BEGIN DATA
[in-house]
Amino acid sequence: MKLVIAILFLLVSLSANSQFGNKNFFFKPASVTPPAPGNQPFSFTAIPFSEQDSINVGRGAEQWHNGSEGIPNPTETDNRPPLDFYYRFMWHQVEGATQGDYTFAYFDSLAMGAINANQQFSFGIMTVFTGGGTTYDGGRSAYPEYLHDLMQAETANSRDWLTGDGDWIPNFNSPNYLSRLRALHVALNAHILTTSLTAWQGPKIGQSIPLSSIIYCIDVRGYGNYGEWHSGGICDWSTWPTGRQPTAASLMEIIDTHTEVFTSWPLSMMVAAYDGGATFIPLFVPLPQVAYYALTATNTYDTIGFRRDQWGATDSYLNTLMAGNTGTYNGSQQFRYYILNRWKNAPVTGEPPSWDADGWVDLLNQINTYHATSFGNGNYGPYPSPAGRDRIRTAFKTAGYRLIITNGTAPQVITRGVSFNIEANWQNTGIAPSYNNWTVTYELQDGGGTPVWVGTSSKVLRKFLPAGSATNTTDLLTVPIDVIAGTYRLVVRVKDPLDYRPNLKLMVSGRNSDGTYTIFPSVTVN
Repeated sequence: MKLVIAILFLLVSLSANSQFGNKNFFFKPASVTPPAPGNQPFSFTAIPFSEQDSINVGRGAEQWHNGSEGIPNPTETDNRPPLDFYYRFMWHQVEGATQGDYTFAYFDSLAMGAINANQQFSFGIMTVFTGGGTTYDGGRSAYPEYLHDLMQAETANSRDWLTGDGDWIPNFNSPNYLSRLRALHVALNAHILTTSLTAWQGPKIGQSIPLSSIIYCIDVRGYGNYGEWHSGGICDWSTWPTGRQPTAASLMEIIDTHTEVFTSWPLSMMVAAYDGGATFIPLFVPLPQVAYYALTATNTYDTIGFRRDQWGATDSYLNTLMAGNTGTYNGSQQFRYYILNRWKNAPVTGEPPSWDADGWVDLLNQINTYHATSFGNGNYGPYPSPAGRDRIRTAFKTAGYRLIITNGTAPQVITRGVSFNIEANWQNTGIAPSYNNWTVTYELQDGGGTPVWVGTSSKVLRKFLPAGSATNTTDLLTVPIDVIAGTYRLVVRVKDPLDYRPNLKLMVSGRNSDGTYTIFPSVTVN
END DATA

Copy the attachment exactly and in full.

[in-house]
Amino acid sequence: MKLVIAILFLLVSLSANSQFGNKNFFFKPASVTPPAPGNQPFSFTAIPFSEQDSINVGRGAEQWHNGSEGIPNPTETDNRPPLDFYYRFMWHQVEGATQGDYTFAYFDSLAMGAINANQQFSFGIMTVFTGGGTTYDGGRSAYPEYLHDLMQAETANSRDWLTGDGDWIPNFNSPNYLSRLRALHVALNAHILTTSLTAWQGPKIGQSIPLSSIIYCIDVRGYGNYGEWHSGGICDWSTWPTGRQPTAASLMEIIDTHTEVFTSWPLSMMVAAYDGGATFIPLFVPLPQVAYYALTATNTYDTIGFRRDQWGATDSYLNTLMAGNTGTYNGSQQFRYYILNRWKNAPVTGEPPSWDADGWVDLLNQINTYHATSFGNGNYGPYPSPAGRDRIRTAFKTAGYRLIITNGTAPQVITRGVSFNIEANWQNTGIAPSYNNWTVTYELQDGGGTPVWVGTSSKVLRKFLPAGSATNTTDLLTVPIDVIAGTYRLVVRVKDPLDYRPNLKLMVSGRNSDGTYTIFPSVTVN
Repeated sequence: MKLVIAILFLLVSLSANSQFGNKNFFFKPASVTPPAPGNQPFSFTAIPFSEQDSINVGRGAEQWHNGSEGIPNPTETDNRPPLDFYYRFMWHQVEGATQGDYTFAYFDSLAMGAINANQQFSFGIMTVFTGGGTTYDGGRSAYPEYLHDLMQAETANSRDWLTGDGDWIPNFNSPNYLSRLRALHVALNAHILTTSLTAWQGPKIGQSIPLSSIIYCIDVRGYGNYGEWHSGGICDWSTWPTGRQPTAASLMEIIDTHTEVFTSWPLSMMVAAYDGGATFIPLFVPLPQVAYYALTATNTYDTIGFRRDQWGATDSYLNTLMAGNTGTYNGSQQFRYYILNRWKNAPVTGEPPSWDADGWVDLLNQINTYHATSFGNGNYGPYPSPAGRDRIRTAFKTAGYRLIITNGTAPQVITRGVSFNIEANWQNTGIAPSYNNWTVTYELQDGGGTPVWVGTSSKVLRKFLPAGSATNTTDLLTVPIDVIAGTYRLVVRVKDPLDYRPNLKLMVSGRNSDGTYTIFPSVTVN